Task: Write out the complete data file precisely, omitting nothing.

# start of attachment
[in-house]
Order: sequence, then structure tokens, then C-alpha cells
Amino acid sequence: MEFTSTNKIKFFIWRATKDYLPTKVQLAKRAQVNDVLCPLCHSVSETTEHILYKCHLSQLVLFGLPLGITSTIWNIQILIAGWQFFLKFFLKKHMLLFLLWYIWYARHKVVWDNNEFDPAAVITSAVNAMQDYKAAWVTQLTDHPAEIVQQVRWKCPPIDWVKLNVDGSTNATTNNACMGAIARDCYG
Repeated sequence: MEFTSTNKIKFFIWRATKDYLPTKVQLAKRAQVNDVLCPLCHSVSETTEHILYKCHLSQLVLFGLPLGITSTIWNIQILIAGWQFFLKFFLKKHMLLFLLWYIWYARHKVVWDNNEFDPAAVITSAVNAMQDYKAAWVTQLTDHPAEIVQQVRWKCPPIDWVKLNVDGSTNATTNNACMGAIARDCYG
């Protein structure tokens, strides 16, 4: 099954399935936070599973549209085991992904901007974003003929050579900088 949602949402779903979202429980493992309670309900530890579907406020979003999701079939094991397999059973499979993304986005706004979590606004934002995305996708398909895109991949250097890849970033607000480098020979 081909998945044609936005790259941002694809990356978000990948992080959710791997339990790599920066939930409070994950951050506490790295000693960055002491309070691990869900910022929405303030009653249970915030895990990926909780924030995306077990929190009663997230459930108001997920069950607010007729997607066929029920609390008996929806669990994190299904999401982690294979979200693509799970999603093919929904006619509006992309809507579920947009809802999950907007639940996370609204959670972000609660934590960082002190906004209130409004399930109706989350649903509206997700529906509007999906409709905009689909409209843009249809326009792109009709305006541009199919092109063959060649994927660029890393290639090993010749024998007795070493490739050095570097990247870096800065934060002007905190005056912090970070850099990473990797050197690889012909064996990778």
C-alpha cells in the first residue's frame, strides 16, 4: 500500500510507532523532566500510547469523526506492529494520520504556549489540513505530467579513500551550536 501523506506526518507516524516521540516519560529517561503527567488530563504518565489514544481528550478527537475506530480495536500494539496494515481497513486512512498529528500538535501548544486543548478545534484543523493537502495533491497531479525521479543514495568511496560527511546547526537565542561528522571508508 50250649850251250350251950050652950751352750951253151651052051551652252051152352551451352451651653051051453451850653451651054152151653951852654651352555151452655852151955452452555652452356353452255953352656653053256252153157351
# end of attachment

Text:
[in-house]
Order: sequence, then structure tokens, then C-alpha cells
Amino acid sequence: MEFTSTNKIKFFIWRATKDYLPTKVQLAKRAQVNDVLCPLCHSVSETTEHILYKCHLSQLVLFGLPLGITSTIWNIQILIAGWQFFLKFFLKKHMLLFLLWYIWYARHKVVWDNNEFDPAAVITSAVNAMQDYKAAWVTQLTDHPAEIVQQVRWKCPPIDWVKLNVDGSTNATTNNACMGAIARDCYG
Repeated sequence: MEFTSTNKIKFFIWRATKDYLPTKVQLAKRAQVNDVLCPLCHSVSETTEHILYKCHLSQLVLFGLPLGITSTIWNIQILIAGWQFFLKFFLKKHMLLFLLWYIWYARHKVVWDNNEFDPAAVITSAVNAMQDYKAAWVTQLTDHPAEIVQQVRWKCPPIDWVKLNVDGSTNATTNNACMGAIARDCYG
């Protein structure tokens, strides 16, 4: 099954399935936070599973549209085991992904901007974003003929050579900088 949602949402779903979202429980493992309670309900530890579907406020979003999701079939094991397999059973499979993304986005706004979590606004934002995305996708398909895109991949250097890849970033607000480098020979 081909998945044609936005790259941002694809990356978000990948992080959710791997339990790599920066939930409070994950951050506490790295000693960055002491309070691990869900910022929405303030009653249970915030895990990926909780924030995306077990929190009663997230459930108001997920069950607010007729997607066929029920609390008996929806669990994190299904999401982690294979979200693509799970999603093919929904006619509006992309809507579920947009809802999950907007639940996370609204959670972000609660934590960082002190906004209130409004399930109706989350649903509206997700529906509007999906409709905009689909409209843009249809326009792109009709305006541009199919092109063959060649994927660029890393290639090993010749024998007795070493490739050095570097990247870096800065934060002007905190005056912090970070850099990473990797050197690889012909064996990778």
C-alpha cells in the first residue's frame, strides 16, 4: 500500500510507532523532566500510547469523526506492529494520520504556549489540513505530467579513500551550536 501523506506526518507516524516521540516519560529517561503527567488530563504518565489514544481528550478527537475506530480495536500494539496494515481497513486512512498529528500538535501548544486543548478545534484543523493537502495533491497531479525521479543514495568511496560527511546547526537565542561528522571508508 50250649850251250350251950050652950751352750951253151651052051551652252051152352551451352451651653051051453451850653451651054152151653951852654651352555151452655852151955452452555652452356353452255953352656653053256252153157351